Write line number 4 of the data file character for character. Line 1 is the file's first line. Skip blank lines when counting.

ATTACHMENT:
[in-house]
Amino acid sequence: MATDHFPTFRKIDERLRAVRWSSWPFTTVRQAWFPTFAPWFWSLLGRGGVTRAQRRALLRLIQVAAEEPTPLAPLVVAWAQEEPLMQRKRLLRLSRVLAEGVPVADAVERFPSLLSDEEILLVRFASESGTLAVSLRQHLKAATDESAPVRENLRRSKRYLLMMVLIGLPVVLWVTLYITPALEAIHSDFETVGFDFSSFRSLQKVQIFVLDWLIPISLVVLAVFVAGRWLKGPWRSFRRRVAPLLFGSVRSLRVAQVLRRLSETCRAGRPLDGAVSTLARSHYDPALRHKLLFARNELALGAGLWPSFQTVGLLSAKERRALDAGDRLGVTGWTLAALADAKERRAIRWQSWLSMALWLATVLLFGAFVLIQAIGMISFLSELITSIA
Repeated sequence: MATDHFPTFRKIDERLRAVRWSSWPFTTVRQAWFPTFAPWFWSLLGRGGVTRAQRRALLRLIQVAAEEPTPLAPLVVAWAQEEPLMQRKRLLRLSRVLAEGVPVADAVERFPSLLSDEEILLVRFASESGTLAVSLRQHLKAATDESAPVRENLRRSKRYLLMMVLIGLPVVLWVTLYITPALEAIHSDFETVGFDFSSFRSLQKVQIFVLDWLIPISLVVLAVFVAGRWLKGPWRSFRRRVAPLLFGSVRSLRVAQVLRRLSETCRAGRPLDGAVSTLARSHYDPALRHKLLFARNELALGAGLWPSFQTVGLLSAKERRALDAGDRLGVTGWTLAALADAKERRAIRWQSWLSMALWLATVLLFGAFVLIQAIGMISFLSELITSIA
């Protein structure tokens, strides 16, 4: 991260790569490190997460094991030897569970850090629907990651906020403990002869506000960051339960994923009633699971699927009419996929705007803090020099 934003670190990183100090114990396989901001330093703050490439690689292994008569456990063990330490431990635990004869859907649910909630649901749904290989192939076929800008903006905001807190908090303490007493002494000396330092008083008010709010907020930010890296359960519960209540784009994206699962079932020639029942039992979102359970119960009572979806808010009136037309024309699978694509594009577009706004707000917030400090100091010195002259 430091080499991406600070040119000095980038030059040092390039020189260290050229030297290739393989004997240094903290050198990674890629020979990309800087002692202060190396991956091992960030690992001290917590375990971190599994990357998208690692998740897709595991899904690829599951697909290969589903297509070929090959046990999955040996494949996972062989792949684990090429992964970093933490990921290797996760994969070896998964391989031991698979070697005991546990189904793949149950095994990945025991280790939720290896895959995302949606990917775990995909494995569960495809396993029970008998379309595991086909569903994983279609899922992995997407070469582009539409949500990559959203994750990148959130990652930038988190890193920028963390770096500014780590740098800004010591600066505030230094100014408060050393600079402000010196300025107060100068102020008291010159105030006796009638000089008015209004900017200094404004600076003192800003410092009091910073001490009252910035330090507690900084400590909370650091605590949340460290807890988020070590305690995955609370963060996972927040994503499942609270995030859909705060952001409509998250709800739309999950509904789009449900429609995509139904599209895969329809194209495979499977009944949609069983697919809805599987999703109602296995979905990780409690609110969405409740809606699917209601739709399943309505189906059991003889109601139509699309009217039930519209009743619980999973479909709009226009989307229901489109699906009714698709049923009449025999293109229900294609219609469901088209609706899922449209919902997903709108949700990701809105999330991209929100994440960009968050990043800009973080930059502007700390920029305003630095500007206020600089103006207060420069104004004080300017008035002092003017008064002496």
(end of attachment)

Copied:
């Protein structure tokens, strides 16, 4: 991260790569490190997460094991030897569970850090629907990651906020403990002869506000960051339960994923009633699971699927009419996929705007803090020099 934003670190990183100090114990396989901001330093703050490439690689292994008569456990063990330490431990635990004869859907649910909630649901749904290989192939076929800008903006905001807190908090303490007493002494000396330092008083008010709010907020930010890296359960519960209540784009994206699962079932020639029942039992979102359970119960009572979806808010009136037309024309699978694509594009577009706004707000917030400090100091010195002259 430091080499991406600070040119000095980038030059040092390039020189260290050229030297290739393989004997240094903290050198990674890629020979990309800087002692202060190396991956091992960030690992001290917590375990971190599994990357998208690692998740897709595991899904690829599951697909290969589903297509070929090959046990999955040996494949996972062989792949684990090429992964970093933490990921290797996760994969070896998964391989031991698979070697005991546990189904793949149950095994990945025991280790939720290896895959995302949606990917775990995909494995569960495809396993029970008998379309595991086909569903994983279609899922992995997407070469582009539409949500990559959203994750990148959130990652930038988190890193920028963390770096500014780590740098800004010591600066505030230094100014408060050393600079402000010196300025107060100068102020008291010159105030006796009638000089008015209004900017200094404004600076003192800003410092009091910073001490009252910035330090507690900084400590909370650091605590949340460290807890988020070590305690995955609370963060996972927040994503499942609270995030859909705060952001409509998250709800739309999950509904789009449900429609995509139904599209895969329809194209495979499977009944949609069983697919809805599987999703109602296995979905990780409690609110969405409740809606699917209601739709399943309505189906059991003889109601139509699309009217039930519209009743619980999973479909709009226009989307229901489109699906009714698709049923009449025999293109229900294609219609469901088209609706899922449209919902997903709108949700990701809105999330991209929100994440960009968050990043800009973080930059502007700390920029305003630095500007206020600089103006207060420069104004004080300017008035002092003017008064002496």